The Help, but I never actively sought it out either. A success at the box office and during awards season, I just wasn't dying to see it regardless of all the positive reviews. I'm stubborn that way apparently. So here we sit, a year later, and I caught up with it. Definitely worth the wait, and another lesson I shouldn't be so stubborn when it comes to movies.
Having just gotten her college degree, Skeeter Phelan (Emma Stone) heads home to Jackson, Mississippi hoping to get a job writing for a local newspaper. She gets that job, ghostwriting a column about cleaning advice. Skeeter seeks the help of Aibileen (Viola Davis), a maid who works for one of the richer, well-to-do families in town. Having grown up in Jackson, Skeeter has seen the inner workings of the town; white families served hand and foot by their African-American servants with no regard for feelings. Talking to Aibileen, Skeeter thinks it would be a great idea to write a book written from the perspective of "the help." Aibileen and her friend and fellow maid, Minny (Octavia Spencer), agree, but they're scared to death of the possible consequences.
From director Tate Taylor, this is an interesting movie to watch, digest and review. While it is a highly enjoyable film to watch, it is also intensely uncomfortable to watch because of.....well, it's honesty. Set in early 1960s Mississippi, the focus is clearly on the racism and segregation that ran rampant in the South and around much of the U.S. for years (and still does in different ways). It is a difficult movie to watch, difficult to comprehend people treat others like this. The help are treated like dirt with some believing they carry "different diseases" to the point their own bathrooms are built in garages.
Credit to Taylor and his crew though for making the movie. Set just 50 years ago from the present, it feels like we're traveling as viewers in a time machine. You watch this movie and feel like you've been transported to 1960s Jackson. Everything from the wardrobe to the sets to the big boats of cars gives 'Help' an air of authenticity. We see people smoking anywhere and everywhere, we see the violence that erupts from the developing Civil Rights movement, and the way the maids and help are treated like second-class citizens. I especially liked Thomas Newman's score as well, an underplayed score that moves the story along nicely.
By far though, the best thing going for Taylor's film is the cast. It's a deep cast. Very deep. Up until this point in her career, Emma Stone had done mostly comedic work, even some light drama. In a major starring role, Stone doesn't disappoint. It isn't a performance that requires her to carry the movie, but that's the beauty of such a strong ensemble. She develops quite the interesting character, and one that ends up being a means to an end to introduce the deeper, more dramatic parts. Also look for Allison Janney as Skeeter's mother, Charlotte, Ahna O'Reilly as Elizabeth, a young married woman who has Aibileen as a maid, Sissy Spacek as an aging Southern belle and the mother of another character (more on Hilly later), and Cicely Tyson as Constantine, the Phelan's maid who was a key figure in Skeeter's childhood.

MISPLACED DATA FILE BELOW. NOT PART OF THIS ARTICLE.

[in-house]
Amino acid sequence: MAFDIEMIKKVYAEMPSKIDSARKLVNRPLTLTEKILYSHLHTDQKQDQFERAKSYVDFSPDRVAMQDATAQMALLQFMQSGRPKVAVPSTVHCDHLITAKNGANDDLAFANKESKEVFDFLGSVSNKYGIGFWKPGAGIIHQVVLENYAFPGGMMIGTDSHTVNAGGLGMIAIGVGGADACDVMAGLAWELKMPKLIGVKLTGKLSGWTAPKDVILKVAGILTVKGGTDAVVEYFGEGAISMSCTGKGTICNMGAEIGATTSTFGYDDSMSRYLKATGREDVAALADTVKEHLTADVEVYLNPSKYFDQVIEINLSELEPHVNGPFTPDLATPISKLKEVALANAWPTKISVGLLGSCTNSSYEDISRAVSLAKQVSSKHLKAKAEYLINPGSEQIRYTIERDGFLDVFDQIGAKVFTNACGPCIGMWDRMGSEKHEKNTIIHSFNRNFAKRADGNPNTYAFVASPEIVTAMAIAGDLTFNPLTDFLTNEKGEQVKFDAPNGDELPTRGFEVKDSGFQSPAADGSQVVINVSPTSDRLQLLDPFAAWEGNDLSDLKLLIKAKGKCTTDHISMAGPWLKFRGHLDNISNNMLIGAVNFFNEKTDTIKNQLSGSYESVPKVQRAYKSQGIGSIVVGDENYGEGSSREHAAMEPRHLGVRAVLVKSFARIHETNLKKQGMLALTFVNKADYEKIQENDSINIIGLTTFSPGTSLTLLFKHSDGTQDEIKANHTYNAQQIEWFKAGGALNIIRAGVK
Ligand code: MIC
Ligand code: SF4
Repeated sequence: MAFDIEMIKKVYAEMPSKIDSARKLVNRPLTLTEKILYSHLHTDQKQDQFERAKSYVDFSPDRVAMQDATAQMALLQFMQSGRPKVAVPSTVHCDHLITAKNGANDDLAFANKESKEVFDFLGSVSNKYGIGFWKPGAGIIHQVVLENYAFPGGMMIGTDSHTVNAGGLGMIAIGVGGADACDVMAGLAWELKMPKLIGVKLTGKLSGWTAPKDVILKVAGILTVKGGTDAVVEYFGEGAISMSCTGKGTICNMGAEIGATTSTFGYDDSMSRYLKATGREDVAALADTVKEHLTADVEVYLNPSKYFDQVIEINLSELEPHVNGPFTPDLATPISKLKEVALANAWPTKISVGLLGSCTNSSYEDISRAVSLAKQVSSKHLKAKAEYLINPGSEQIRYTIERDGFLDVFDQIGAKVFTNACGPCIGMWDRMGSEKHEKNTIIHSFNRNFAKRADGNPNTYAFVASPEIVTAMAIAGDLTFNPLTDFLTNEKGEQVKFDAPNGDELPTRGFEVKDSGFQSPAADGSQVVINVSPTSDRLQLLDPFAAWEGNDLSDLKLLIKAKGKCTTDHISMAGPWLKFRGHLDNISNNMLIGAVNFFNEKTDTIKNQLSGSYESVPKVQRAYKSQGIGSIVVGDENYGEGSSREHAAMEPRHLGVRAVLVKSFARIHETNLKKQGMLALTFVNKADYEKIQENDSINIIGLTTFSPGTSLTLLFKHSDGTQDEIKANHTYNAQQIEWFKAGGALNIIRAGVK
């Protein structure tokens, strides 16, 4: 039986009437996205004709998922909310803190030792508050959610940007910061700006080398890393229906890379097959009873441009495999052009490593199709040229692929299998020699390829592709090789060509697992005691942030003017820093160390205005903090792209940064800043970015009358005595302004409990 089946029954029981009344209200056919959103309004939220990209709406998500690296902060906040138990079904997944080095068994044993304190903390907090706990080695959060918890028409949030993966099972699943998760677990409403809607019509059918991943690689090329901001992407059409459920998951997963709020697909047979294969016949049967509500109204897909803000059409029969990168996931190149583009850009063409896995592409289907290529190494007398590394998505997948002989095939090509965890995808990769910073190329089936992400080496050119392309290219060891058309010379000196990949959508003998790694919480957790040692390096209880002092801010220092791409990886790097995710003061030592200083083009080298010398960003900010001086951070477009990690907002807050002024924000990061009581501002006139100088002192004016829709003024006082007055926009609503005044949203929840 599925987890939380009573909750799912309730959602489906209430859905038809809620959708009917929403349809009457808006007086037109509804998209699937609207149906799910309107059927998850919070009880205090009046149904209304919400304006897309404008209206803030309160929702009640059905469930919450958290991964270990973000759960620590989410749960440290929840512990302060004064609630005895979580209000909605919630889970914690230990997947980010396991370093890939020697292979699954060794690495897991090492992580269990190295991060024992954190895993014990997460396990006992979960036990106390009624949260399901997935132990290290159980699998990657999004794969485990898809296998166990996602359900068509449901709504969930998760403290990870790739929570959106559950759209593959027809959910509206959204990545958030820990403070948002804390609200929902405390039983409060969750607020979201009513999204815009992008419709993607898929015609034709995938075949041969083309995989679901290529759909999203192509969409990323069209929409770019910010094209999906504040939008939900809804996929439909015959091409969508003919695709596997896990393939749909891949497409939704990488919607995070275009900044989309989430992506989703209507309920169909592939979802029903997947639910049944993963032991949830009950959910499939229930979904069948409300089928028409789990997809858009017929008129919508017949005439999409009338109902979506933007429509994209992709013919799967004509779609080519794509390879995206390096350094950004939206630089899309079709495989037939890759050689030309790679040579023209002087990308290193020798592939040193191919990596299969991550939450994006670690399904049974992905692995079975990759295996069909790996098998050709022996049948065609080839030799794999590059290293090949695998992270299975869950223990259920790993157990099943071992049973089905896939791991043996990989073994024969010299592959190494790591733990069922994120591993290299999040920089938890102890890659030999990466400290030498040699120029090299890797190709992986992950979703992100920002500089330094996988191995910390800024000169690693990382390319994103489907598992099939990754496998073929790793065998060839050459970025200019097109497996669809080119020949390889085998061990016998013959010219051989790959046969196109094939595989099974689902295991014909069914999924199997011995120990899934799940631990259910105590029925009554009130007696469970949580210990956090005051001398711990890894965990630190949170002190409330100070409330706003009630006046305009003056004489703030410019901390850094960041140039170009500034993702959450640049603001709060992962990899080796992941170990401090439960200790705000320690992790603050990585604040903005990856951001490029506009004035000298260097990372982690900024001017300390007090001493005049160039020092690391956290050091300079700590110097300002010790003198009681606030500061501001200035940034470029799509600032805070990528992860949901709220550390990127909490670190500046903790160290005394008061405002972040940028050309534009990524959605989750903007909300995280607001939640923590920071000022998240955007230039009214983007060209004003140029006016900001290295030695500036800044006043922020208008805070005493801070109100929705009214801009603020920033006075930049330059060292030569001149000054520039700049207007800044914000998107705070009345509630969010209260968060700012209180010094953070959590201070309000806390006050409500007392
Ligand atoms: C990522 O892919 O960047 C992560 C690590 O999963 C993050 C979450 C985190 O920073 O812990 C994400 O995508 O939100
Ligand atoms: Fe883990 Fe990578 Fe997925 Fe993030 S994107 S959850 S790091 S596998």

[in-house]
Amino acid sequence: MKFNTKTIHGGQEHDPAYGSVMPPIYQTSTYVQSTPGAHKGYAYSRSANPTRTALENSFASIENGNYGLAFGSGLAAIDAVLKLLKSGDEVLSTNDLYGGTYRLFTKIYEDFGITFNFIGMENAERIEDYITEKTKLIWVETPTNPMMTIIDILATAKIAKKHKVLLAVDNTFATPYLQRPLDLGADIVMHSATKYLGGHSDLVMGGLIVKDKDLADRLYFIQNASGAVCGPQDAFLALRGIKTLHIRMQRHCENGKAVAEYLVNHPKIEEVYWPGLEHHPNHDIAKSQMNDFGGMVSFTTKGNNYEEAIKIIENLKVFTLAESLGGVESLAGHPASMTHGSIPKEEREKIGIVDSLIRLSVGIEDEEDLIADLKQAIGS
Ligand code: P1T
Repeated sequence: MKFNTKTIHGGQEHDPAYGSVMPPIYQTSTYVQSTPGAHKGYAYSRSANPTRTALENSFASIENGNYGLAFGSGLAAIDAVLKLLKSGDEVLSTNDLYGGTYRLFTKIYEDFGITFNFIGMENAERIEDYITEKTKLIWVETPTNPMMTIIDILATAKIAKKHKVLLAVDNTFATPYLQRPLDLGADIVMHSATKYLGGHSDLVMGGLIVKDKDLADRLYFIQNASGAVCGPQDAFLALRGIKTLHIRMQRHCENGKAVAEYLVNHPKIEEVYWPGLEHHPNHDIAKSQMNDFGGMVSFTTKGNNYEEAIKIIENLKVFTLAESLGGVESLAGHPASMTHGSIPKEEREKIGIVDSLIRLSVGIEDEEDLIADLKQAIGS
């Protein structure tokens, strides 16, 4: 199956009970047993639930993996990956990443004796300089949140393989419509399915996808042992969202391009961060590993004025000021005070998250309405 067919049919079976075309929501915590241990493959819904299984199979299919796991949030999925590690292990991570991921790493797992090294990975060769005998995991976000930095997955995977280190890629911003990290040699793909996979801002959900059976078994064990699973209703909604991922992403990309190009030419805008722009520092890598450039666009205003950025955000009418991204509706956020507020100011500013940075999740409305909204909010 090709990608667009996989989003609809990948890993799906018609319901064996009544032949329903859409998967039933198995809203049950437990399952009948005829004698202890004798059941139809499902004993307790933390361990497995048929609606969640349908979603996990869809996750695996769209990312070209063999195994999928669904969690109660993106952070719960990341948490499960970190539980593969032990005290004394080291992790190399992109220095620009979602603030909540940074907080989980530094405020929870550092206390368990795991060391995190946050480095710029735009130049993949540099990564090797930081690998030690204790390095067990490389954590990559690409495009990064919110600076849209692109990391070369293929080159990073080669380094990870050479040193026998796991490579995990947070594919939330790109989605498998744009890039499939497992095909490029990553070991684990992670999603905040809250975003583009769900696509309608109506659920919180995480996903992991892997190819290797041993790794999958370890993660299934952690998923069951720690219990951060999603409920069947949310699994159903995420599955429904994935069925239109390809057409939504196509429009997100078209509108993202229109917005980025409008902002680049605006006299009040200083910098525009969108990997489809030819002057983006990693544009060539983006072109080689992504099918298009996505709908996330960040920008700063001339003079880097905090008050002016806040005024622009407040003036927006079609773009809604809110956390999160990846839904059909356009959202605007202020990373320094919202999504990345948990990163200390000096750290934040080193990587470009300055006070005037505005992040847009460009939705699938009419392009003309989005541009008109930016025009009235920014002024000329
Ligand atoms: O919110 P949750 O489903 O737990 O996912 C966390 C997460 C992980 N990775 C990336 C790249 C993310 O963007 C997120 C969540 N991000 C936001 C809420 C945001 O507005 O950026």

All those performances are solid, but four other performances end up being what many viewers took away from the film. Octavia Spencer won a Best Supporting Actress Oscar for her part as Minny, the fiery, opinionated maid who ends up butting heads with Bryce Dallas Howard's Hilly, the -- pardon my language -- Queen Bitch in Jackson. Spencer is the showier part while Viola Davis gets the more understated and underplayed part that provides the perfect counter to Spencer's Minny. It is an epically appropriate duo, two genuine friends who have also bonded through their similar trials. Davis was also nominated for an Oscar but lost to Meryl Streep from The Iron Lady. Her motherly relationship with Elizabeth's daughter is the crux of the movie. Howard is a despicably unlikable villain in a great performance. The third nominated part goes to Jessica Chastain as Celia, an outsider in Jackson because Hilly hates her. Her relationship with Spencer's Minny ends up being a key part of the movie, a highly effective emotional relationship. Four great performances though.
If there is a complaint I had, it's that at 146 minutes, 'Help' is a tad on the long side. It's never boring and always interesting to watch, but in certain parts of the second half it felt like I had been watching the movie for quite a long time. The ending makes up for any draggy portions with a kick right in the crotch in the emotion department. It's a heartbreakingly real ending, one that while appropriate is depressing nonetheless. A very good movie overall that deserves all the kudos and accolades it's earned. Glad I caught up with it.
The Help (2011): ***/****